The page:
Well, ready or not, here we are again at the start of a new academic year. Graduation may seem a long way away — and it is if you consider all that you will learn and all the friendships you will make between now and then — but I have been working on college campuses for long enough to tell you that your time at Duke will also be short.
I say this partly in light of the Common Experience book "The Measure," with its plot premise of all adults in the world receiving a string that shows how long their lives will be. As we follow the characters in the novel, we learn that some of them are “short–stringers” — that is, people who have learned in advance that their lives will be cut short. The drama of the book stems from this revelation. How do you live if you know your time is short? How do love if you know your beloved’s time is limited?
These are important questions to ponder during your time at Duke. I hope you consider them during classroom discussions. I hope you raise them during late-night discussions in your quads. I hope you come to Duke Chapel and meditate on them (the Chapel is open to all every day from 10 a.m. to 8 p.m.).
I don’t have final answers to these questions, but I would like to suggest two places to start.
First, we are all “short-stringers.” Even if we end up living a long time, our lives are still short in the scheme of things — and often shorter than we think. This is sobering. I know students whose lives were snatched in tragic car accidents, colleagues who suddenly stopped breathing at an office desk and other sad and shocking situations. I’m thinking about all of this again as I recently sat in yet another funeral, this time for the mother of a member of Duke’s housekeeping staff.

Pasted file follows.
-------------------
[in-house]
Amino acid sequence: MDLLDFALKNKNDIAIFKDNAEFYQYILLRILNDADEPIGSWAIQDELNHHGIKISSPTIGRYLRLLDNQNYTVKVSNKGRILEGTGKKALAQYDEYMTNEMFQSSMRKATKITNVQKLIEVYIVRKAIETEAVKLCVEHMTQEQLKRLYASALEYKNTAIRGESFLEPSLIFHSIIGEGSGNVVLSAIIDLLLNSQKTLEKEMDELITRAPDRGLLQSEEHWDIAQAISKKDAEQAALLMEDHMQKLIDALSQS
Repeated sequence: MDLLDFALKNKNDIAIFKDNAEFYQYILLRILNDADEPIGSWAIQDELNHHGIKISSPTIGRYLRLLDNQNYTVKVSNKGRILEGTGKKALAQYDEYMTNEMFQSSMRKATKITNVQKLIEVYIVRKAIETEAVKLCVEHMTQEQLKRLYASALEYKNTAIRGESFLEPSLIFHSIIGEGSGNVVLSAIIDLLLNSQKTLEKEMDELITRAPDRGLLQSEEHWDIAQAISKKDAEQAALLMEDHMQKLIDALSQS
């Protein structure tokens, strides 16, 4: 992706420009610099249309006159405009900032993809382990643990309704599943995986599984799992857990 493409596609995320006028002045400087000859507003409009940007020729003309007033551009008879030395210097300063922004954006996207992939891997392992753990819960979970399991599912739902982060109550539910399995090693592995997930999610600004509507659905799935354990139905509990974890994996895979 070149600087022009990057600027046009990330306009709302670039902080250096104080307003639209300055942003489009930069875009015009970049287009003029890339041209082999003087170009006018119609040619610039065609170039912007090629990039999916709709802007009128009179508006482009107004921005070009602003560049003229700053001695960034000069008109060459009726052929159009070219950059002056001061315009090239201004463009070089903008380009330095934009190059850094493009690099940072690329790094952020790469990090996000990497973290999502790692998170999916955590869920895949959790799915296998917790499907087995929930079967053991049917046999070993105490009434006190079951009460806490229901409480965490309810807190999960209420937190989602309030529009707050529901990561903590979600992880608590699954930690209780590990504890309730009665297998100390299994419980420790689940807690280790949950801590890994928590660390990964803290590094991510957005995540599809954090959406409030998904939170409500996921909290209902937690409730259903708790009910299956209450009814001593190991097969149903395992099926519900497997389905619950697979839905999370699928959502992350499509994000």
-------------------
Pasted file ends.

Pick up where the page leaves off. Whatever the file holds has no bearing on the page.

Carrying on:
In the Bible, this truth is put poetically in a Psalm (103:15-16): “As for mortals, their days are like grass; they flourish like a flower of the field; for the wind passes over it, and it is gone, and its place knows it no more.”
Another way to say this is: Countdown to Craziness doesn’t last forever!
The talk of death on the first day of class is pretty somber, so I want to offer something hopeful. This brings me to my second point. In the time that you have at Duke and on this earth, aim to make a life. Notice that I did not say “make a living;” to make a life is different from making a living.
Don’t just pad your resume, search for the highest paying job, long to be in a popular fraternity, sacrifice your health with all-nighters or neglect your loves and hobbies. You can try to make a living but still have no life. You can gain everything and still feel a sense of loss. Often, it is because you’ve lost your life in the process. So be present each day to yourself and others because tomorrow isn’t promised to you. Make a life; a whole life, not a ‘hole’ life that has a huge gap because you’re hollow inside.
As you start this semester, be ready to learn, ready to grow, ready to have new experiences. What are your joys? Engage them. What are your loves? Attend to them. Laugh. Play. Sing. Dance. Make a life that is more than another lab report or research paper.
Don’t just exist this school year. Live.
The Rev. Dr. Luke A. Powery is Dean of Duke University Chapel. His column runs on alternate Mondays.
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